FIG. 10 depicts the status of the lines between the RTP processor (PIC) and the NRTP processor (ELAN) as an argument is presented from the ELAN to the PIC.

FIG. 11 depicts the status of the lines between the RTP processor (PIC) and the NRTP processor (ELAN) when a command is transferred from the PIC to the ELAN.

FIG. 12 depicts the status of the lines between the RTP processor (PIC) and the NRTP processor (ELAN) during the transfer of a value from the PIC to the ELAN.

FIG. 13 is a back view of the recorder shown in FIG. 2.

FIG. 14 is a side view of the recorder FIG. 2.

The FIGS. are not necessarily to scale.

DETAILED DESCRIPTION OF THE DRAWINGS

FIG. 1A depicts an ambulatory recorder of the present invention. As seen, ambulatory recorder 1 of the present invention may be carried by a patient. In the preferred embodiment, the recorder may be either carried through a mounting in the back which fastens to a patient's belt 5, or the same mounting may be coupled to be carried using a shoulder harness (not shown). As seen, recorder is coupled to the patient 4 through one or more sensing catheters 2. Sensing catheters may be positioned in any area of the patient's body, from which data is to be sensed, including the esophagus, as depicted in this figure. It should be noted, that the ambulatory recorder of the present invention may be used to collect many or various types of data including gastrointestinal, neurological, as well as neuromuscular, EEG or EMG data.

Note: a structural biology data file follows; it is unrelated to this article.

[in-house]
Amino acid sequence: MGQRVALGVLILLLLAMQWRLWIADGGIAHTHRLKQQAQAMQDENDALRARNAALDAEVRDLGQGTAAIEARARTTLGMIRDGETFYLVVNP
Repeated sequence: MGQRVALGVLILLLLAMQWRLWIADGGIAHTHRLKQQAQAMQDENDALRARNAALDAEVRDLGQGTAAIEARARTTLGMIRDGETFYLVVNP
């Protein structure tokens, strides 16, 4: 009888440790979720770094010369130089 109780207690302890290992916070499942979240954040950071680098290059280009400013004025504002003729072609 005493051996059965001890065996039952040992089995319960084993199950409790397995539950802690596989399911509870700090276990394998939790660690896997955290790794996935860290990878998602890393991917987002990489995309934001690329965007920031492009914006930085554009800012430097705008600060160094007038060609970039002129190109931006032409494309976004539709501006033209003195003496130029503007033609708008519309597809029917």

Among the various sensing catheters which may be coupled to the device are manometry catheters and pH testing catheters, including the Synectics Medical AB, Stockholm, Sweden Model G 91-9 series of Multi use pH catheters; Synectics Medical AB Model G 91-2 series of Multi use pH catheters with perfusion port; or the Zinectics Inc., Salt Lake City, Utah disposable 24 pH catheter Model series G91-6 or G 91-7. While a single catheter 2 is shown depicted in FIG. 1A, recorder further permits two separate sensors to be coupled to the device, as seen in FIG. 1B.